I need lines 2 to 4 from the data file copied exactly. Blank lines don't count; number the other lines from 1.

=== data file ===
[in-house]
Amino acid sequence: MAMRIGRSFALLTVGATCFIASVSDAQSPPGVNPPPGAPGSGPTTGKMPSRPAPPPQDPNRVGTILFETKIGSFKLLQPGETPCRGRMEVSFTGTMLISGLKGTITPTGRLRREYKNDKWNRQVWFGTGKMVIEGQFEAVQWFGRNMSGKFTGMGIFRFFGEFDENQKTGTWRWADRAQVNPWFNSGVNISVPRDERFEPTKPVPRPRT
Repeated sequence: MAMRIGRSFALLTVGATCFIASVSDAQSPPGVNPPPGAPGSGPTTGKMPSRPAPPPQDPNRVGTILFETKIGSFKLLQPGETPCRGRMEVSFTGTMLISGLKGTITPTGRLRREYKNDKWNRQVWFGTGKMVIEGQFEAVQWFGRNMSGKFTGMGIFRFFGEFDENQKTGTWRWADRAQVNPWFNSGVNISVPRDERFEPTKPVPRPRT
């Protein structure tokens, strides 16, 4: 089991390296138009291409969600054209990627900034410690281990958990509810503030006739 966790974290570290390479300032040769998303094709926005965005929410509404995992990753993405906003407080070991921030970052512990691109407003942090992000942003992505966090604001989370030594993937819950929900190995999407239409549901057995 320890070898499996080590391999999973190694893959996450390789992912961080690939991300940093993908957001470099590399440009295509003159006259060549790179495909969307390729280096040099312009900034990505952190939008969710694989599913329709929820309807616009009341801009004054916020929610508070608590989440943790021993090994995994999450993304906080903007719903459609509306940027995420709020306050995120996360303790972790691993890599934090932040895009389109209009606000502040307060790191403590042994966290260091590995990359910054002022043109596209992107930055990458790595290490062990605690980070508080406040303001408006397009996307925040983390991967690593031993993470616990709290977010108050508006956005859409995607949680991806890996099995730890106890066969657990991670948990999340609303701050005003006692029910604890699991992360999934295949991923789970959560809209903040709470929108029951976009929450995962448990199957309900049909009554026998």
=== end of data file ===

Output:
Amino acid sequence: MAMRIGRSFALLTVGATCFIASVSDAQSPPGVNPPPGAPGSGPTTGKMPSRPAPPPQDPNRVGTILFETKIGSFKLLQPGETPCRGRMEVSFTGTMLISGLKGTITPTGRLRREYKNDKWNRQVWFGTGKMVIEGQFEAVQWFGRNMSGKFTGMGIFRFFGEFDENQKTGTWRWADRAQVNPWFNSGVNISVPRDERFEPTKPVPRPRT
Repeated sequence: MAMRIGRSFALLTVGATCFIASVSDAQSPPGVNPPPGAPGSGPTTGKMPSRPAPPPQDPNRVGTILFETKIGSFKLLQPGETPCRGRMEVSFTGTMLISGLKGTITPTGRLRREYKNDKWNRQVWFGTGKMVIEGQFEAVQWFGRNMSGKFTGMGIFRFFGEFDENQKTGTWRWADRAQVNPWFNSGVNISVPRDERFEPTKPVPRPRT
């Protein structure tokens, strides 16, 4: 089991390296138009291409969600054209990627900034410690281990958990509810503030006739 966790974290570290390479300032040769998303094709926005965005929410509404995992990753993405906003407080070991921030970052512990691109407003942090992000942003992505966090604001989370030594993937819950929900190995999407239409549901057995 320890070898499996080590391999999973190694893959996450390789992912961080690939991300940093993908957001470099590399440009295509003159006259060549790179495909969307390729280096040099312009900034990505952190939008969710694989599913329709929820309807616009009341801009004054916020929610508070608590989440943790021993090994995994999450993304906080903007719903459609509306940027995420709020306050995120996360303790972790691993890599934090932040895009389109209009606000502040307060790191403590042994966290260091590995990359910054002022043109596209992107930055990458790595290490062990605690980070508080406040303001408006397009996307925040983390991967690593031993993470616990709290977010108050508006956005859409995607949680991806890996099995730890106890066969657990991670948990999340609303701050005003006692029910604890699991992360999934295949991923789970959560809209903040709470929108029951976009929450995962448990199957309900049909009554026998």